We humans are a pretty social species. But where there is contact, there can be chaos. Throw some romance into the mix and the guidelines get even thicker. Throw multiple romances into the mix, as is the case with open relationships , and you might just find yourself in over your head. Yes, monogamy has traditionally governed the world of romantic relationships. We spoke to a variety of couples in open relationships who offered some advice for those who want to get started.
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As a term, open relationship has previously existed in English for a long time, though the sense was quite different. The original sense of open relationship was any type of relationship that had open communication and few secrets. For example, a child could have an open relationship with their mom, where there is constant honest communication between them. Polyamory and open relationship are related terms and are used synonymously by some people. For others, the difference between an open relationship and polyamory is that open relationships allow for solely sexual relations such as friends with benefits or more casual additional partners outside an established, primary relationship. In this framework, polyamory is distinct because it encourages committed romantic relationships to form with more than one person as well.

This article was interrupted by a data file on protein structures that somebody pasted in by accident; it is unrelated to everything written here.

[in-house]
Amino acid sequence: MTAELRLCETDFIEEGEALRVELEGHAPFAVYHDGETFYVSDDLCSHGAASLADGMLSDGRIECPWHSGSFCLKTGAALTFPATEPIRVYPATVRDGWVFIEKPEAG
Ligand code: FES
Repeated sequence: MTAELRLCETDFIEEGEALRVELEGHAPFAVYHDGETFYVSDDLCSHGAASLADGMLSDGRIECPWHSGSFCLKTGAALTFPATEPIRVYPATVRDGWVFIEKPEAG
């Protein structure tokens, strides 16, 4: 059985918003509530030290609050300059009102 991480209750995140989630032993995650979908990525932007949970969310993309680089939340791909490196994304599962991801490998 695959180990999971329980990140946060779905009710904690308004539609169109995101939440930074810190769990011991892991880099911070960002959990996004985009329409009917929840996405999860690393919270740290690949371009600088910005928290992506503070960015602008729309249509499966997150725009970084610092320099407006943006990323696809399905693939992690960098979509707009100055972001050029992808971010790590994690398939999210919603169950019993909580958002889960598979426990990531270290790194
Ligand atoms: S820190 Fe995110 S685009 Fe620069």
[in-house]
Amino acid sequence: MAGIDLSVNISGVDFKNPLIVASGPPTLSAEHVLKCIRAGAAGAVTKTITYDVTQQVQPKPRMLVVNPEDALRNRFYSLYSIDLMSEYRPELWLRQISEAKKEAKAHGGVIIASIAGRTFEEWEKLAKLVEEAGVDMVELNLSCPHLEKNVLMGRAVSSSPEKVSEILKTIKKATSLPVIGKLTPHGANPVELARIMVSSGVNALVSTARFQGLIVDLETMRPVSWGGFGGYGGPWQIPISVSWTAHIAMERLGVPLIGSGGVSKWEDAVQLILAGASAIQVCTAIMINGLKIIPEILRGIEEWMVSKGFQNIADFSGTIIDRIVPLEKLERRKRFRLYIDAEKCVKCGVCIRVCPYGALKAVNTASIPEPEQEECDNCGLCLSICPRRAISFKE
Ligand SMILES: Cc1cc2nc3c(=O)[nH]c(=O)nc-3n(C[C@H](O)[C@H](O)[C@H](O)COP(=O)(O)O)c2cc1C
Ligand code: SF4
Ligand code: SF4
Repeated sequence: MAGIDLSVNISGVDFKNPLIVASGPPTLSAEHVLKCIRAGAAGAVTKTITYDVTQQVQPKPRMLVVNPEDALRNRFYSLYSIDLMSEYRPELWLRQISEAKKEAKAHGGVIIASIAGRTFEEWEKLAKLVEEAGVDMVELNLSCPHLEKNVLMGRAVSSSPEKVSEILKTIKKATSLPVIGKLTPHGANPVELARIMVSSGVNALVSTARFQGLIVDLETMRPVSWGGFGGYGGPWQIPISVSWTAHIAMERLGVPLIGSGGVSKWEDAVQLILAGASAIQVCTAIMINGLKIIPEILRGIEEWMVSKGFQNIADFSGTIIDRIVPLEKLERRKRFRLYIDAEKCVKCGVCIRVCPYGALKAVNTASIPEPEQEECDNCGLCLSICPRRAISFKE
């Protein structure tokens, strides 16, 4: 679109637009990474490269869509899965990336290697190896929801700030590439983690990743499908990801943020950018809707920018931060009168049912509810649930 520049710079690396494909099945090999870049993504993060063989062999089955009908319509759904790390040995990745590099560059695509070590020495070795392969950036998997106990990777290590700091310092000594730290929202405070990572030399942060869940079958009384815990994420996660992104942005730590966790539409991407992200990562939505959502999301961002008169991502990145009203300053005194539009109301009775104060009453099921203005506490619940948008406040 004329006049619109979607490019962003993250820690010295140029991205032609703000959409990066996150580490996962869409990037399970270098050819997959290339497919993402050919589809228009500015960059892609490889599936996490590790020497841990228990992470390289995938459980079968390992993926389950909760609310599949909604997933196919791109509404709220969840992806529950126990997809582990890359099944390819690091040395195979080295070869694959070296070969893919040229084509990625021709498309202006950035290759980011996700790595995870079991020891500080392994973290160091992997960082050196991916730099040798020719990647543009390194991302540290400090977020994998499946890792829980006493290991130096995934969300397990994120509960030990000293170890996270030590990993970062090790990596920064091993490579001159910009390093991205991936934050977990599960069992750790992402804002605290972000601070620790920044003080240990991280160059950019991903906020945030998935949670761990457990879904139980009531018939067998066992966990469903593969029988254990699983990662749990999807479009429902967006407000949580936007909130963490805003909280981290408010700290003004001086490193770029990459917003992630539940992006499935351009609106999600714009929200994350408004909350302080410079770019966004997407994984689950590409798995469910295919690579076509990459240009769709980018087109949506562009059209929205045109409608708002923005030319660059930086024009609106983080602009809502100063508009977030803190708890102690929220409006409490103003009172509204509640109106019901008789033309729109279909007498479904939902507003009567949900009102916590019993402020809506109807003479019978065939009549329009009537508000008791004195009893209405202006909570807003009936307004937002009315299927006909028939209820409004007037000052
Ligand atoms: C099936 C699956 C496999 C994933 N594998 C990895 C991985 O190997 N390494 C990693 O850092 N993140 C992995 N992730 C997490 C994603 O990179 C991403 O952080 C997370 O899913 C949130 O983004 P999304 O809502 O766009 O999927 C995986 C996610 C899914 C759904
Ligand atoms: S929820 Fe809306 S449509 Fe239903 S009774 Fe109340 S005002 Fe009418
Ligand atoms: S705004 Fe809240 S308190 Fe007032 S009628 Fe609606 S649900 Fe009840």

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Whether you're in favor of them or not, you're probably fascinated by open relationships. Open relationships are a point of fascination to most people who are not in one. And it's understandable, as the concept of eternal monogamy tends to be enforced in most people from a young age.
I mean really talk? I was deeply involved with a man let's call him Steve when he surprised me with an unusual request. One night, Steve explained that if and when we got married, he would always want to have a separate apartment where he could be "alone. In his version of our lives, Steve's "alone" was when he would step out on our relationship -- up to three nights a week. Steve wanted an open marriage -- a nonmonogamous, polyamorous arrangement wherein he could go his way and I could go mine.